The finding of the bell even caught the attention of Stephen Harper, Canada’s Prime Minister. He had told Parliament that the experts had found the HMS Erebus; that Franklin had most likely captained the ship and died on it. Harper’s office eventually reviewed data about what artifacts were found on the site and which ones were left where they were found. Thankfully, the diving crew took photos of everything they found, supporting their discoveries.

Canadian researchers had spent six years scouring the ocean floor for the long-lost vessel
Canadian researchers had spent six years scouring the ocean floor for the long-lost vessel

In 2008, Canada had decided to fund the expeditions for finding the sister ship, giving thousands of dollars towards it. Even Harper got to take part in the search – his government was told to make the project a top priority in order to assert Canada’s sovereignty over the Northwest Passage.

Thankfully, the melting of the Arctic ice in recent years unlocked the passage Franklin was trying to find. Canada still claims, today, the passage is theirs, while the United States and other countries claim that the passage is actually international territory.

The president of the Royal Canadian Geographical Society, John Geiger, said that this finding of the HMS Erebus is more exciting than if they had found HMS Terror, as Franklin was the commander on the HMS Erebus, making it more historically relevant. Geiger also said that he and other historians believed that the HMS Erebus was Franklin’s ship due to the size of the captain’s cabin, as well as other factors.

Geiger also added that the ship was largely intact at the time it went down. Unlike other ships, it is not just a hollow hull. He described it as a time capsule, and with the ship still intact historians and archaeologists can learn from it. The two sister ships have been sought after for a long time. The mystery of the disappearance of the ships has been mentioned in songs, poems, and novels.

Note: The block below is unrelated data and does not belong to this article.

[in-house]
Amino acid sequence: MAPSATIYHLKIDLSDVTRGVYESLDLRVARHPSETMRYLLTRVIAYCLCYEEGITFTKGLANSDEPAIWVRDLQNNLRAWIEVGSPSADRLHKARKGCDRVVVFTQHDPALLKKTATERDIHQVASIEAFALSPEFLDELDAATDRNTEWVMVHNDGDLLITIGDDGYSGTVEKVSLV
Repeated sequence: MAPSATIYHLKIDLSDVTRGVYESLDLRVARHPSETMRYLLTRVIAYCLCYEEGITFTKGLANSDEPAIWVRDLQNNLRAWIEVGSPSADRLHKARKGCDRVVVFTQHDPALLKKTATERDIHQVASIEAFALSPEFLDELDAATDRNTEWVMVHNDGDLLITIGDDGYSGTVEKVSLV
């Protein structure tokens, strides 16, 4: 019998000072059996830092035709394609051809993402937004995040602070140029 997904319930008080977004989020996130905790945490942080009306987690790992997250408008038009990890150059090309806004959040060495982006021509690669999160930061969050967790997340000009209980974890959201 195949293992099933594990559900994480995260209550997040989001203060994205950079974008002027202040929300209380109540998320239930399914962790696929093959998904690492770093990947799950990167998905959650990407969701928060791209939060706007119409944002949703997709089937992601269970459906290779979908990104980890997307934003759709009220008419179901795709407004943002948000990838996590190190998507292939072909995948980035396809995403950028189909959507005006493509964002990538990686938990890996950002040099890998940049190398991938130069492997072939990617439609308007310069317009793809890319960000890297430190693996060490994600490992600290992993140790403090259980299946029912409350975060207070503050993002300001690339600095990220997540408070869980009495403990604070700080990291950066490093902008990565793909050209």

Side-scan sonar images of the wreck of HMS Erebus. source
Side-scan sonar images of the wreck of HMS Erebus. source

Franklin and his 128 men had set out on a voyage to find the Northwest Passage, otherwise known as the shortcut to Asia, which ran from the Atlantic to the Pacific, having to make it through the dreadful Arctic. Historians believe the ships were lost in 1848 and were abandoned after being stuck in the ice. The crews left the ships in hope of finding safety. Inuit legends talk about the white men who were starving in the winter of 1850 on the Royal Geographical Society Island. Many years after Franklin was lost at sea, he was celebrated as a Victorian-era hero.

Dozens of other British and American ships and crews in the 1800s failed to find Franklin’s ships. Some of those ship that took part in the search suffered tragedy as well. However, they helped open up parts of the Canadian Arctic through their searches, and added to the knowledge of the Northwest Passage.

The Arctic Passage had been searched for by many over the years. The first man to set out to find it was John Cabot in 1497. Others who searched were Henry Hudson and Francis Drake. No one was successful until Roald Amundsen of Norway completed his trip over the years of 1903 to 1906.

Today, there still aren’t any definite plans to excavate the HMS Erebus. The exact location of the wreckage has been kept a secret so that the ship is protected from looters. The HMS Terror still has not been found.

Ian Harvey

Ian Harvey is one of the authors writing for The Vintage News